- Associated Press - Monday, May 19, 2014

MANCHESTER, England — Manchester United broke with 136 years of tradition to welcome Louis van Gaal as its new manager and saw midfield great Ryan Giggs end his storied playing career to take up a coaching role on another tumultuous day at England’s biggest club.

Exactly a year after waving goodbye to Alex Ferguson and his 26 seasons of steady success, the most turbulent 12 months of United’s recent history ended with the club’s hierarchy, new coaching staff and fans expressing confidence that the good times are about to return.

In a widely anticipated move, Van Gaal was handed the sizeable task of restoring the team’s fortunes following the woeful 10-month reign of David Moyes, signing a three-year deal that will begin once he finishes his duties with the Netherlands national team at the upcoming World Cup.

The 62-year-old Dutchman, who will be United’s first manager from outside Britain or Ireland, has the experience of coaching — and winning titles — at top European teams Ajax, Barcelona and Bayern Munich. He will be viewed as a much safer bet than Moyes, who proved to be too inexperienced at the highest level.

“This club has big ambitions; I too have big ambitions,” Van Gaal said, proclaiming United as the “biggest club” in football.

“Together I’m sure we will make history,” he said

Assisting Van Gaal will be Giggs, who brought to a close his 23-year career on the same day that he became a full-time football coach at the club he made his name as one of Britain’s greatest ever players.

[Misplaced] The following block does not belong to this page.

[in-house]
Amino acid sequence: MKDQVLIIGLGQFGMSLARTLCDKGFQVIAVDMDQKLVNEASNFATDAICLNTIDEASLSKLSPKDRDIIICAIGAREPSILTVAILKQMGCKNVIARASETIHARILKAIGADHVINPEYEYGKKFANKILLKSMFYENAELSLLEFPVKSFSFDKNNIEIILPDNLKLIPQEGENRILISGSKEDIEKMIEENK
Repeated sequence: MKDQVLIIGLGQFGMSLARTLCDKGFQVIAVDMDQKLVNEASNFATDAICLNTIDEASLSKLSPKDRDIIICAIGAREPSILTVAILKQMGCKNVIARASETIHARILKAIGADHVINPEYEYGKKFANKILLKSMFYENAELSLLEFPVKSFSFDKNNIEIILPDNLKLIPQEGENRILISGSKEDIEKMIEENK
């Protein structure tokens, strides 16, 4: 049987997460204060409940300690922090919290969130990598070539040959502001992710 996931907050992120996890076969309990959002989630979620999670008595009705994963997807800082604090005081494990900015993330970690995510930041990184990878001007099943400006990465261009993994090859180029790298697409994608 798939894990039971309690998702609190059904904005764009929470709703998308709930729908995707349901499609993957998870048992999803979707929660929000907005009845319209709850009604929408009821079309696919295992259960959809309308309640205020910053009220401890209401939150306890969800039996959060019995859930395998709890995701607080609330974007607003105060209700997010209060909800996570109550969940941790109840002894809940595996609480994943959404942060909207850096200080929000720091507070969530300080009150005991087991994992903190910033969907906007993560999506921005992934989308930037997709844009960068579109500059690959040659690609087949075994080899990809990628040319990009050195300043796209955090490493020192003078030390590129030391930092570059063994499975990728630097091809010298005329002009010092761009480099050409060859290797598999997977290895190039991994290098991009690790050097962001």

After 13 league titles, two Champions Leagues, a club-record 963 appearances and 168 goals, Giggs is swapping his boots for a suit at Old Trafford.

“For me, today is new chapter filled with many emotions — immense pride, sadness, but most of all, excitement towards the future,” Giggs said in an open letter, in which he also praised the abilities of Van Gaal.

“United fans I hope will share and echo my belief that the club, the management and owners are doing everything they can to return this great club to where it belongs, and I hope to be there every step of the way.”

United, with its record 20 English league titles and three European Cup trophies, hasn’t been in such a state of flux for a generation.

It all started with the retirement of Ferguson last May, along with the disappearance of the final remnants of the “Class of 92” generation that was so instrumental in those glory days under the Scot.

David Beckham, the Neville brothers, Paul Scholes and Nicky Butt have all ended their playing careers and now Giggs has done the same. United just won’t be the same.

For Van Gaal and Giggs to form any kind of dream team they need to click immediately, with United scarcely contemplating another season like the one just finished.

Under Moyes, United placed seventh for its lowest finish in the Premier League’s 22-year history, in what proved to be the worst defense of a league title. To make matters worse, the team failed to qualify for Europe — not even the second-tier Europa League — for the first time in 24 years.

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